Many studies have shown that there is a significant relationship between body image and fitness. This may be due in part to the fact that previous studies have also found strong links between both self-esteem and body image and self-esteem and fitness. In examining these variables, some people think of body image and self-esteem as the same thing, since both have the potential to heavily affect and be affected by the level of physical fitness. It is important to distinguish, however, that body image is usually only one aspect of overall self-esteem, which may include other things such as confidence in one's abilities, intellect, and interpersonal skills.
It is easy to see a connection between body image and fitness at first because people who take care of themselves, including eating healthy, exercising, and generally maintaining good physical fitness, are likely to see these things reflected in their bodies and be pleased with the results, causing a higher body image. The relationship can go both directions, however, and it is difficult to determine which is the cause and which is the effect. For instance, perhaps individuals with good body image feel more worthy of taking time for self-improvement, including exercise and good health practices, among other things, which eventually leads to a higher state of physical fitness.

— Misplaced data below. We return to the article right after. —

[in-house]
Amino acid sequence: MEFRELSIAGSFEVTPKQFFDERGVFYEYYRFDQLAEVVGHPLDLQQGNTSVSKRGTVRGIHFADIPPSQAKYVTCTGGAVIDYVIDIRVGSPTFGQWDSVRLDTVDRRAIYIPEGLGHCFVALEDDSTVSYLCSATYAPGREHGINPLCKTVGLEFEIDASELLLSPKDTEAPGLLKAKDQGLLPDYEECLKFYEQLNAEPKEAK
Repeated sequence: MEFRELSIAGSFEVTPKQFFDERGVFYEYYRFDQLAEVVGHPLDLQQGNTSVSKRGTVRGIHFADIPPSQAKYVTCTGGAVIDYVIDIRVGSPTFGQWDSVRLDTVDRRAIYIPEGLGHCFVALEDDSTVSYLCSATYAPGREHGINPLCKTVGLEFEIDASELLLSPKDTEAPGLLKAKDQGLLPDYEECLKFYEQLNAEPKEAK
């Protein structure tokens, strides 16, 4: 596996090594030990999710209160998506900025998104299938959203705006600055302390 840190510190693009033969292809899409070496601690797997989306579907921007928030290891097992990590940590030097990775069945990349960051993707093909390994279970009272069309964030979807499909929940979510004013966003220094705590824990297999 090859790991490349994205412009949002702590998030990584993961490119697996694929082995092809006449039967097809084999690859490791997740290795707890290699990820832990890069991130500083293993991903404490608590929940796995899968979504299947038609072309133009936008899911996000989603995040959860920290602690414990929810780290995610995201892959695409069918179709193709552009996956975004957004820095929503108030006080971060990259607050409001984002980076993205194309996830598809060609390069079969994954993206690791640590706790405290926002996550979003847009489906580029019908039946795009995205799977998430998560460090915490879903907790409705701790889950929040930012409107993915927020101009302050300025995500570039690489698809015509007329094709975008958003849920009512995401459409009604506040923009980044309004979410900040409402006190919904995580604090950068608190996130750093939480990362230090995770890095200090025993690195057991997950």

It is entirely possible for an individual to have a negative correlation between body image and fitness. For example, an individual with body dysmorphic disorder may see something horribly wrong with his or her body and feel that it is unusually ugly despite the fact that he or she is in good physical condition with no aesthetic issues obvious to anyone else. Also, physically unfit people may have high self-esteem in other areas of life, such as academic work, which contributes to an overall positive self-image, including body image. For the majority of people, however, body image and fitness go hand in hand, with a relatively strong positive relationship.
Problems with body image can have devastating effects on fitness and overall health, including mental as well as physical health. Anorexia, bulimia, and other eating disorders are sometimes reactions to the distorted body image of an individual who does not believe he or she is as attractive or fit as other people see him or her. Generally, a discrepancy in the other direction, when physically unfit people find themselves attractive nonetheless, does not cause as many potentially dangerous problems, but it may prevent those individuals from seeking out healthier lifestyles if changes are needed for health reasons.